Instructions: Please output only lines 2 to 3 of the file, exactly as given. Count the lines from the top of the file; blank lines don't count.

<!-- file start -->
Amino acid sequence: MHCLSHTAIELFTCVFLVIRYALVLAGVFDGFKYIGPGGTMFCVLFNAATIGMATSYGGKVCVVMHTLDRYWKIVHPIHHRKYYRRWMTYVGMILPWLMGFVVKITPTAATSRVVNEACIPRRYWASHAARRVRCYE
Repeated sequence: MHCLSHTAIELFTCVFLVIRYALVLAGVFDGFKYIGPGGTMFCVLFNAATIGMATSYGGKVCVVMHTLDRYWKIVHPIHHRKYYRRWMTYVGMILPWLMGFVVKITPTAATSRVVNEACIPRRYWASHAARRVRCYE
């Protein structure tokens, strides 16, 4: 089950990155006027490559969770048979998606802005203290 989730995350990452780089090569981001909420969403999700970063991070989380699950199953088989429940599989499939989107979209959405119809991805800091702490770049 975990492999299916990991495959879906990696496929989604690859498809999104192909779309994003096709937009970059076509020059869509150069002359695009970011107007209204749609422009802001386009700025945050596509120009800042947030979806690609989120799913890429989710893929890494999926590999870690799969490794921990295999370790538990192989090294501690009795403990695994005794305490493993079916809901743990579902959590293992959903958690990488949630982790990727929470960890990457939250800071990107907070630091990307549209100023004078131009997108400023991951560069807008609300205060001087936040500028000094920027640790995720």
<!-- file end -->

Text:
Repeated sequence: MHCLSHTAIELFTCVFLVIRYALVLAGVFDGFKYIGPGGTMFCVLFNAATIGMATSYGGKVCVVMHTLDRYWKIVHPIHHRKYYRRWMTYVGMILPWLMGFVVKITPTAATSRVVNEACIPRRYWASHAARRVRCYE
């Protein structure tokens, strides 16, 4: 089950990155006027490559969770048979998606802005203290 989730995350990452780089090569981001909420969403999700970063991070989380699950199953088989429940599989499939989107979209959405119809991805800091702490770049 975990492999299916990991495959879906990696496929989604690859498809999104192909779309994003096709937009970059076509020059869509150069002359695009970011107007209204749609422009802001386009700025945050596509120009800042947030979806690609989120799913890429989710893929890494999926590999870690799969490794921990295999370790538990192989090294501690009795403990695994005794305490493993079916809901743990579902959590293992959903958690990488949630982790990727929470960890990457939250800071990107907070630091990307549209100023004078131009997108400023991951560069807008609300205060001087936040500028000094920027640790995720």